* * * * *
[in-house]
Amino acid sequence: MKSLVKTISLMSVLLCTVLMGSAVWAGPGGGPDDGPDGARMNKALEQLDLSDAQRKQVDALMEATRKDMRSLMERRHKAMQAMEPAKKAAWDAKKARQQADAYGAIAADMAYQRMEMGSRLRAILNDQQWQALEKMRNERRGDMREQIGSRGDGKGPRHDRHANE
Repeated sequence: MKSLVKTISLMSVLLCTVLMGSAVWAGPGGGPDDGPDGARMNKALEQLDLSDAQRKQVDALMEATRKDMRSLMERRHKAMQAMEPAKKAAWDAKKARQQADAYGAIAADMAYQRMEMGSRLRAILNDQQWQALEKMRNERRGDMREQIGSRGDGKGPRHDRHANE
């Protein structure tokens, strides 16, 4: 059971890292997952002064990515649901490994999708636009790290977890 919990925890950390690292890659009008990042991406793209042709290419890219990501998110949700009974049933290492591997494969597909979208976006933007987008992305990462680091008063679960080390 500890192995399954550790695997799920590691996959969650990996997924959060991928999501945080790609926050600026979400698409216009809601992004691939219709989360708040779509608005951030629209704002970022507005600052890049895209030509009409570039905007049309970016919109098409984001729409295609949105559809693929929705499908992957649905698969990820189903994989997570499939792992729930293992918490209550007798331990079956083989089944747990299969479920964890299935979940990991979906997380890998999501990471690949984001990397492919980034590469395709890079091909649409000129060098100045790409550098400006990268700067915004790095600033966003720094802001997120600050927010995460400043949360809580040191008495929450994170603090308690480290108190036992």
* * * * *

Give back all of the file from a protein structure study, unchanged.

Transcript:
[in-house]
Amino acid sequence: MKSLVKTISLMSVLLCTVLMGSAVWAGPGGGPDDGPDGARMNKALEQLDLSDAQRKQVDALMEATRKDMRSLMERRHKAMQAMEPAKKAAWDAKKARQQADAYGAIAADMAYQRMEMGSRLRAILNDQQWQALEKMRNERRGDMREQIGSRGDGKGPRHDRHANE
Repeated sequence: MKSLVKTISLMSVLLCTVLMGSAVWAGPGGGPDDGPDGARMNKALEQLDLSDAQRKQVDALMEATRKDMRSLMERRHKAMQAMEPAKKAAWDAKKARQQADAYGAIAADMAYQRMEMGSRLRAILNDQQWQALEKMRNERRGDMREQIGSRGDGKGPRHDRHANE
């Protein structure tokens, strides 16, 4: 059971890292997952002064990515649901490994999708636009790290977890 919990925890950390690292890659009008990042991406793209042709290419890219990501998110949700009974049933290492591997494969597909979208976006933007987008992305990462680091008063679960080390 500890192995399954550790695997799920590691996959969650990996997924959060991928999501945080790609926050600026979400698409216009809601992004691939219709989360708040779509608005951030629209704002970022507005600052890049895209030509009409570039905007049309970016919109098409984001729409295609949105559809693929929705499908992957649905698969990820189903994989997570499939792992729930293992918490209550007798331990079956083989089944747990299969479920964890299935979940990991979906997380890998999501990471690949984001990397492919980034590469395709890079091909649409000129060098100045790409550098400006990268700067915004790095600033966003720094802001997120600050927010995460400043949360809580040191008495929450994170603090308690480290108190036992």